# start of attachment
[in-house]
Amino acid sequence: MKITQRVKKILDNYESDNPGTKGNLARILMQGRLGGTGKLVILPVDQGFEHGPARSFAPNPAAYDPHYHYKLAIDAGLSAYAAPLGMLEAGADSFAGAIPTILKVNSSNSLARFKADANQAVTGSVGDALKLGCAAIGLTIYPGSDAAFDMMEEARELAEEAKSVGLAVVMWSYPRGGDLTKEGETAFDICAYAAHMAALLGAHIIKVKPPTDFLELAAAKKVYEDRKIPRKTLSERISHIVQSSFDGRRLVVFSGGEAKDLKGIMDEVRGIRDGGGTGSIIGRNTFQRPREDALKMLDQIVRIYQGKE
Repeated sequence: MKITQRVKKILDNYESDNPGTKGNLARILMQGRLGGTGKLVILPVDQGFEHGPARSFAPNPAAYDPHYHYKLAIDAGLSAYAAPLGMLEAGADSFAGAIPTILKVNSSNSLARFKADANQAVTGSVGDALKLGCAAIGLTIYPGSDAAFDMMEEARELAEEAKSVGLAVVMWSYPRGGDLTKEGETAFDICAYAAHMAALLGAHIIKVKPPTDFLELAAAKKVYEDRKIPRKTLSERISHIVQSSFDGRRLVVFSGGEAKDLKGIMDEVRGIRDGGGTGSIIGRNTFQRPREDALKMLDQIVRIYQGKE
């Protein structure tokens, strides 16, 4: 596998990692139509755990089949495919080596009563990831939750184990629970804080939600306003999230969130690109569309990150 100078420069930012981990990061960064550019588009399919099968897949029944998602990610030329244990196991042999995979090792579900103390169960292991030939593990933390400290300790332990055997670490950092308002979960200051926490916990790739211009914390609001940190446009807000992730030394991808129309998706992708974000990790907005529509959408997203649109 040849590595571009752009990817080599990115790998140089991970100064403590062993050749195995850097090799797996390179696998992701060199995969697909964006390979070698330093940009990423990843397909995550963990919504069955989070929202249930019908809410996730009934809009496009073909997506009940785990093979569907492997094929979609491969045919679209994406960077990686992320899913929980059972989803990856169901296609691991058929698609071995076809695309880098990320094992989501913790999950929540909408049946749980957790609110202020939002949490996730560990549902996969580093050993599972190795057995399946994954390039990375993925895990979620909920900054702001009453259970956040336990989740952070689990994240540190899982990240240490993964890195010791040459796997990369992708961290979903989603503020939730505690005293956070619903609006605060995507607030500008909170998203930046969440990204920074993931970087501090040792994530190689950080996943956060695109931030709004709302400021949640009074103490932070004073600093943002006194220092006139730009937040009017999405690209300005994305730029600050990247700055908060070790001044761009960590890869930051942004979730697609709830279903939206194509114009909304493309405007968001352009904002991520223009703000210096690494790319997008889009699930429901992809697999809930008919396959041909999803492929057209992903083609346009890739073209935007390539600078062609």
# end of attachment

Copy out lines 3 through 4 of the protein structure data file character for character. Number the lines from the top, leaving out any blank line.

Repeated sequence: MKITQRVKKILDNYESDNPGTKGNLARILMQGRLGGTGKLVILPVDQGFEHGPARSFAPNPAAYDPHYHYKLAIDAGLSAYAAPLGMLEAGADSFAGAIPTILKVNSSNSLARFKADANQAVTGSVGDALKLGCAAIGLTIYPGSDAAFDMMEEARELAEEAKSVGLAVVMWSYPRGGDLTKEGETAFDICAYAAHMAALLGAHIIKVKPPTDFLELAAAKKVYEDRKIPRKTLSERISHIVQSSFDGRRLVVFSGGEAKDLKGIMDEVRGIRDGGGTGSIIGRNTFQRPREDALKMLDQIVRIYQGKE
């Protein structure tokens, strides 16, 4: 596998990692139509755990089949495919080596009563990831939750184990629970804080939600306003999230969130690109569309990150 100078420069930012981990990061960064550019588009399919099968897949029944998602990610030329244990196991042999995979090792579900103390169960292991030939593990933390400290300790332990055997670490950092308002979960200051926490916990790739211009914390609001940190446009807000992730030394991808129309998706992708974000990790907005529509959408997203649109 040849590595571009752009990817080599990115790998140089991970100064403590062993050749195995850097090799797996390179696998992701060199995969697909964006390979070698330093940009990423990843397909995550963990919504069955989070929202249930019908809410996730009934809009496009073909997506009940785990093979569907492997094929979609491969045919679209994406960077990686992320899913929980059972989803990856169901296609691991058929698609071995076809695309880098990320094992989501913790999950929540909408049946749980957790609110202020939002949490996730560990549902996969580093050993599972190795057995399946994954390039990375993925895990979620909920900054702001009453259970956040336990989740952070689990994240540190899982990240240490993964890195010791040459796997990369992708961290979903989603503020939730505690005293956070619903609006605060995507607030500008909170998203930046969440990204920074993931970087501090040792994530190689950080996943956060695109931030709004709302400021949640009074103490932070004073600093943002006194220092006139730009937040009017999405690209300005994305730029600050990247700055908060070790001044761009960590890869930051942004979730697609709830279903939206194509114009909304493309405007968001352009904002991520223009703000210096690494790319997008889009699930429901992809697999809930008919396959041909999803492929057209992903083609346009890739073209935007390539600078062609």